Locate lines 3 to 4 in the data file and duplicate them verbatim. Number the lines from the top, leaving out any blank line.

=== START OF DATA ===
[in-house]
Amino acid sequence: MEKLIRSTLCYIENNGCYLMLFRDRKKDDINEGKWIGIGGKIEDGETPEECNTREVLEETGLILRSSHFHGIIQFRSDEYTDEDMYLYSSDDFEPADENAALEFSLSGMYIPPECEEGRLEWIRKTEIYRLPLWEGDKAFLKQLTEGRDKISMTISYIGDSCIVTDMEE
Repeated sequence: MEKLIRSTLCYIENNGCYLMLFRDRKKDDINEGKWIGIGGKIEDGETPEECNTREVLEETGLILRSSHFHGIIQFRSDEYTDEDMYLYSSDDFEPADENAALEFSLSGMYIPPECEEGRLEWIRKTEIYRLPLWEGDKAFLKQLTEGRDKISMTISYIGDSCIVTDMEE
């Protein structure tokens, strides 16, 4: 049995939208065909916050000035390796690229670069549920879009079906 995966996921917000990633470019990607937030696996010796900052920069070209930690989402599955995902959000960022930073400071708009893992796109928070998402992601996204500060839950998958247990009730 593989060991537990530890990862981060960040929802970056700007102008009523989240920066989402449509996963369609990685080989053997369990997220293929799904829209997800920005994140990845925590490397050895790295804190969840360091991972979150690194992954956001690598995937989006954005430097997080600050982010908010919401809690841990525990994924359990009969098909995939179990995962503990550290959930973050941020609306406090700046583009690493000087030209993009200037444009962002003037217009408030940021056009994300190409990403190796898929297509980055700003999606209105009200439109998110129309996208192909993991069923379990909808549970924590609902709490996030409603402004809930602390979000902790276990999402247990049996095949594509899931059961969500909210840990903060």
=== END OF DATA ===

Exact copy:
Repeated sequence: MEKLIRSTLCYIENNGCYLMLFRDRKKDDINEGKWIGIGGKIEDGETPEECNTREVLEETGLILRSSHFHGIIQFRSDEYTDEDMYLYSSDDFEPADENAALEFSLSGMYIPPECEEGRLEWIRKTEIYRLPLWEGDKAFLKQLTEGRDKISMTISYIGDSCIVTDMEE
């Protein structure tokens, strides 16, 4: 049995939208065909916050000035390796690229670069549920879009079906 995966996921917000990633470019990607937030696996010796900052920069070209930690989402599955995902959000960022930073400071708009893992796109928070998402992601996204500060839950998958247990009730 593989060991537990530890990862981060960040929802970056700007102008009523989240920066989402449509996963369609990685080989053997369990997220293929799904829209997800920005994140990845925590490397050895790295804190969840360091991972979150690194992954956001690598995937989006954005430097997080600050982010908010919401809690841990525990994924359990009969098909995939179990995962503990550290959930973050941020609306406090700046583009690493000087030209993009200037444009962002003037217009408030940021056009994300190409990403190796898929297509980055700003999606209105009200439109998110129309996208192909993991069923379990909808549970924590609902709490996030409603402004809930602390979000902790276990999402247990049996095949594509899931059961969500909210840990903060």